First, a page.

On Thursday of Holy Week members of my congregation shared a meal together. It wasn’t an ordinary meal, but rather a worship service with a meal. Something I would like to do again, and like to call, dinner church. This night (Maundy Thursday), we re-heard the story behind Passover, we remembered our own sacraments of Baptism and Holy Communion, and then we shared a meal. That was, for me, a highlight of Holy Week.
On this second Sunday of Easter we contemplate the disciples who locked themselves in a room… because they were afraid. They were afraid in spite of the news that Jesus was no longer dead. Approximately 2000 years later we might wonder about their fear. Like, how could they have not believed Jesus’ predictions of the events that would transpire? How could they not gather strength from the wonderful news that Mary and friends had reported? How could they cower in fear? Would we be any different?
I look around and I see a society in the grip of fear. We seem to have so much to fear…and sadly, those fears are being exploited in so many ways that we can’t really enumerate them right now or we’d be here all day.
Fear is an emotion that is mentioned frequently in our scriptures. Fear is an emotion that immobilizes us, so much so that a common command given to God’s people is, “do not be afraid.” Why? Because when we operate out of fear we do nothing or tragically, we are capable of doing pretty horrible things. Not just us…but all people, or groups of people…when driven by fear, are capable of the most atrocious behavior.
Which takes me back to our story behind the story of Passover. Most of us are familiar with the story of God’s deliverance of Israel out of slavery in Egypt. The story usually starts with Moses and God’s calling him to deliver his people.
But how did they come to find themselves in such a precarious position? It wasn’t an overnight thing…or a kidnapping and forcing into slavery thing (like the shameful part of our own American history). The oppression of the people happened gradually and the root of it all was fear.
Yes. Fear. You see the Egyptians saw that their Israelite neighbors were growing in number. The Egyptians saw that their Israelite neighbors were prospering. The Egyptians began to fear these neighbors. Fearing that their growth would eventually cause them to take over…to displace them. I’m sure that demagogues were active in stoking this fear of Egyptian towards their neighbor.
But rather than build a wall to keep out the Israelites (since they were already there) or mass deportation of their Israeli neighbors, they decided to just oppress them. And when oppression didn’t work they opted for a horrible form of genocide in killing all the baby boys. The story of Moses starts with these attempts at genocide. People can do atrocious things when they are afraid.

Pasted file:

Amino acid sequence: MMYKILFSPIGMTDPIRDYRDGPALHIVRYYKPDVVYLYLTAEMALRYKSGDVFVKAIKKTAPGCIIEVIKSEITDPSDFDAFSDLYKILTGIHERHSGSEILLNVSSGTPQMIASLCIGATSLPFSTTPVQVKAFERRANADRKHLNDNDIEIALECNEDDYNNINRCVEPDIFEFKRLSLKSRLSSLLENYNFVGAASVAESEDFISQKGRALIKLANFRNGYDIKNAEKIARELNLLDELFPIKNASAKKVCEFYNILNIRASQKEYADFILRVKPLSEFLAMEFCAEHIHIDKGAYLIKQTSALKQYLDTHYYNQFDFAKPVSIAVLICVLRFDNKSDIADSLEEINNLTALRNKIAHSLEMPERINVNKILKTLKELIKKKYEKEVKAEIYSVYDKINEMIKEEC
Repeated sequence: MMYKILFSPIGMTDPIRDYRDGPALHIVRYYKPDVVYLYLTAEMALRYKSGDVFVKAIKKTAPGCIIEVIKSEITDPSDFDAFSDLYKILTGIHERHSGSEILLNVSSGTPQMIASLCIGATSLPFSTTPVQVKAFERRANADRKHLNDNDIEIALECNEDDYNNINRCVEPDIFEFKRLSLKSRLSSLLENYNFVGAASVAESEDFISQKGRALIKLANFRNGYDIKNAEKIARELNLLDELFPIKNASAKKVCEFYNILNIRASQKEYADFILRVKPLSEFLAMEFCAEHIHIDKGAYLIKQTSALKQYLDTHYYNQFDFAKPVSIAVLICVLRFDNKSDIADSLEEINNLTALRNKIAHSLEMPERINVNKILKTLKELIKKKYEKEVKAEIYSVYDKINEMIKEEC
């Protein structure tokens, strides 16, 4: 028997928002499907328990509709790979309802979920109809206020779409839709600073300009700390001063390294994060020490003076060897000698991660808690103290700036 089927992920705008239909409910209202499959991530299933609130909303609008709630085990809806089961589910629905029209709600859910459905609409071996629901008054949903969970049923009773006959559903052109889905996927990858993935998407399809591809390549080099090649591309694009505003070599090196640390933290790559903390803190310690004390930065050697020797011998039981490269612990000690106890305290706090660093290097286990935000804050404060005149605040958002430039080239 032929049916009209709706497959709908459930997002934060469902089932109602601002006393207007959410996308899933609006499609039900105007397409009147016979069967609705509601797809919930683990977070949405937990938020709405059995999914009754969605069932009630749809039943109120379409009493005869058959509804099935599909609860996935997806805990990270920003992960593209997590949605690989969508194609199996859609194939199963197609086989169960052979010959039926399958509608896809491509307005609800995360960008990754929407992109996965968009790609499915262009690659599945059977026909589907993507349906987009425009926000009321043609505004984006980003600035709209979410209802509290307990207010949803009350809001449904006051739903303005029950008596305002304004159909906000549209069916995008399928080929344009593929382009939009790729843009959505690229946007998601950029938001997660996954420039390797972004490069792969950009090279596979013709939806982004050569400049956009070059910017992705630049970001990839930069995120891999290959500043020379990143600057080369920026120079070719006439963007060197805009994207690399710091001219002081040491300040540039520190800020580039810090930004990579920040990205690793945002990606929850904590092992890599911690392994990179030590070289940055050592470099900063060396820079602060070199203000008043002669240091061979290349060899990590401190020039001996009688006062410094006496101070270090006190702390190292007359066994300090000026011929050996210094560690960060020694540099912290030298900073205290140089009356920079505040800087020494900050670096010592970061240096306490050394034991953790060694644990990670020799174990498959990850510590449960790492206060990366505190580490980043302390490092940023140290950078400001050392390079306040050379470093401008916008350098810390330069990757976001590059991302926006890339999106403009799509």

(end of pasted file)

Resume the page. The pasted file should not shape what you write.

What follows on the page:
God knows this. So not only do we have the continued call to “not be afraid,” we have the common instruction to remember the oppression of Egypt. Why? So that it never happens again. The Israelites were to remember that they were once slaves in Egypt and thus to treat the strangers…the sojourner…the refugee…the non-citizens in their land with compassion, with care, with justice.
Jesus would double down on this command when he instructed his disciples – including us – that the law is summarized in the command to love God and to love neighbor. Who is our neighbor according to Jesus? Everyone…especially the stranger. This was so important to Jesus that he in Matthew 25 said, “I was a stranger and you welcomed me.”
These stories, and Jesus’ words are pertinent to us today. How do we, as followers of Jesus, treat the immigrant, the refugee, the stranger in our communities? What do we do when a story as old as time is so pertinent for today?
Do we give in to fear and reject the stranger? In doing so we are most likely rejecting Jesus.
Do we listen to the words of Jesus, “I was a stranger and you welcomed me,” but stay silent? I think of the disciples hiding in a room out of fear. They were afraid of those in power, they were afraid of being arrested, they were afraid to live as Jesus had taught them to live.
Then, into the midst of this fearful existence Jesus appeared.
“Peace.” So much in this word. Peace. Don’t be afraid. Don’t worry.
But also don’t stay here. Don’t stay locked up in this room. Don’t stay locked up in your fears. Peace… and go!
As the Father sent me, I send you. I send you out into the world to be bearers of the peace I give you. I send you out into the world to learn to love your neighbor and to teach others to do the same. I send you to counter the fear that divides and diminishes and destroys peace.
This peace, this call, this promise of the Holy Spirit, this sending is for us. It’s a great gift. It’s an awesome responsibility and thus scary. It is not hypothetical.
On Friday a couple that has loved here in Oxnard for 24 years was deported. They were pastors at a church in Colonia. They literally lived across the street from us…can’t be any closer neighbors. They are grandparents. Their grandchildren are students in our preschool.
So today a church worships…mourns… the loss of their pastors. A son and a daughter mourn the loss of their parents. And most upsetting, preschoolers no longer have their grandmother who cared for them while their parents worked. These children don’t understand why their grandmother is suddenly gone. How do you explain that fear of the stranger has resulted in the expulsion of their grandparents?
As I contemplate this I wonder how we benefit from all of this? I cannot see how we are anything but diminished.
I am also reminded of other words from Jesus. Words of love and forgiveness. And as I remember these words I hope and pray that they will empower us to go out into the world and combat the fear that leads to the oppression of the immigrant.
Peace be to you.